TSView Version 7 is currently in beta-testing phase. It should be interesting to compare Version 7 with MICAM.
My second encounter with TCC-3.3ICE-N was much better than my first. It is partially due to GFP’s higher light intensity. I was able to take my first shot in 1o minutes after setup. There are five different settings for focus mode at higher gain and shorter exposure. 2.5 or 5 fps seems to be more acceptable for setting up focus. After I obtained satisfactory preview image in focus mode I switched to fine mode at lower gain (12db) and longer exposure time (approx 5 sec) to get cleaner picture.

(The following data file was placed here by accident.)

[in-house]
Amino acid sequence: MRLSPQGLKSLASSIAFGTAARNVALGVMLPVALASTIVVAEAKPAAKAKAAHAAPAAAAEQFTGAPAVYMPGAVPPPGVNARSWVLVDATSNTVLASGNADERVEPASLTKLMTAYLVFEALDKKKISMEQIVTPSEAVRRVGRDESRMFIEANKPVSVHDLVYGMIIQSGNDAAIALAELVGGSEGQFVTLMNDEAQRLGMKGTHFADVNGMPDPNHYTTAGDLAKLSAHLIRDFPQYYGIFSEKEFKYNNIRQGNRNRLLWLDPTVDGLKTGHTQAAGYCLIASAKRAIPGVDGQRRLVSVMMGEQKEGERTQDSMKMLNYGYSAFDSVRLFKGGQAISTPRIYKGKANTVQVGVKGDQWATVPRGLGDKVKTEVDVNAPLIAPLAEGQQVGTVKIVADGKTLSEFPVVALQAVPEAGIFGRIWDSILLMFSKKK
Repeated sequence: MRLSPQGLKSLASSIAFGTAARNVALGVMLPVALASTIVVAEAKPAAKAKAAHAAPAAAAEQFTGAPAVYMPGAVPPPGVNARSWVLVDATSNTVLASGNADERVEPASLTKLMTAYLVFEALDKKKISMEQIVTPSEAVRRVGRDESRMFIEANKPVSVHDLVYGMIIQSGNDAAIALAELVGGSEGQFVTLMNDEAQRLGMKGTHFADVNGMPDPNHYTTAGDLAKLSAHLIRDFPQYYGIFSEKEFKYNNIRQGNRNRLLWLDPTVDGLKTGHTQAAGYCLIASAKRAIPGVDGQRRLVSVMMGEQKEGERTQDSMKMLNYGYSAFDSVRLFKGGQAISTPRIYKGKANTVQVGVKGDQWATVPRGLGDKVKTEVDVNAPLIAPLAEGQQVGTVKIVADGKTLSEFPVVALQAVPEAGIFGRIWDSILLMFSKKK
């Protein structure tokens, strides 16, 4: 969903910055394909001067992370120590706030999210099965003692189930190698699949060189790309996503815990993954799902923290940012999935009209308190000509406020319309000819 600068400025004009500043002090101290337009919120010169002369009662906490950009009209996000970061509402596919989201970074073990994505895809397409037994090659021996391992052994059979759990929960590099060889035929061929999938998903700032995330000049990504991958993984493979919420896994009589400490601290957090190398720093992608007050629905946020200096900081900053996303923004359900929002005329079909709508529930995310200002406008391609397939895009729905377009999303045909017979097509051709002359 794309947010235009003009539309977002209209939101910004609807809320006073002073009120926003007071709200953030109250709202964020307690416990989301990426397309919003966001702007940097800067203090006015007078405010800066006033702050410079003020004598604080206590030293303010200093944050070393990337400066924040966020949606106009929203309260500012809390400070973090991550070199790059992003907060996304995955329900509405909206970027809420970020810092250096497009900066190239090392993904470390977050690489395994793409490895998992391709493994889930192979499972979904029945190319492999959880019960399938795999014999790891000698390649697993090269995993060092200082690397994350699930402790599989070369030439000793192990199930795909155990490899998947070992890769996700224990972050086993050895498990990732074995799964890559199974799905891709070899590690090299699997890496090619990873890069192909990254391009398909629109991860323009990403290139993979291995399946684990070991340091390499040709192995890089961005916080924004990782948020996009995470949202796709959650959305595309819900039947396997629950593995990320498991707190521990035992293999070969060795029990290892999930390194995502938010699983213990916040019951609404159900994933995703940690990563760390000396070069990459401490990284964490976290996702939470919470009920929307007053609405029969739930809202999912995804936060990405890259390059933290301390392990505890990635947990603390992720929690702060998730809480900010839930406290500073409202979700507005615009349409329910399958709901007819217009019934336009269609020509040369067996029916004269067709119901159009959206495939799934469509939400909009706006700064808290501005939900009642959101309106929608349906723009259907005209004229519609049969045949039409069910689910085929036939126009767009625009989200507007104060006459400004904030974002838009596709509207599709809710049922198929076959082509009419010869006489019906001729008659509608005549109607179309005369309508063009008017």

Summary: Nikon, Zeiss, Lieca and Nikon are regarded by many as the Big Four microscope manufactures in the world. Their microscopes are commonly perceived as high quality microscopes. In contrast, the Chinese microscopes are perceived as low quality products. Many of you may not know that many microscopes from the Big Four are manufactured in China. The Quality of Chinese microscopes have drastically improved during the past decade. On the other hand, there are also many no-brand Chinese Microscopes on the markets. They were sold on the internet as fraction of the cost of Big Four’s microscopes. The quality of those microscopes are not consistent. The purpose of this short note is to present some facts about the Big Four’s microscopes OEM manufacturing in China. These OEM manufacturers have demonstrated their ability to product quality microscopes. This will serve you are guide when purchasing a Chinese microscopes. Do ask your microscopes who are their original microscope manufacturer. Clikc on link below to see the full text and illustration of this article.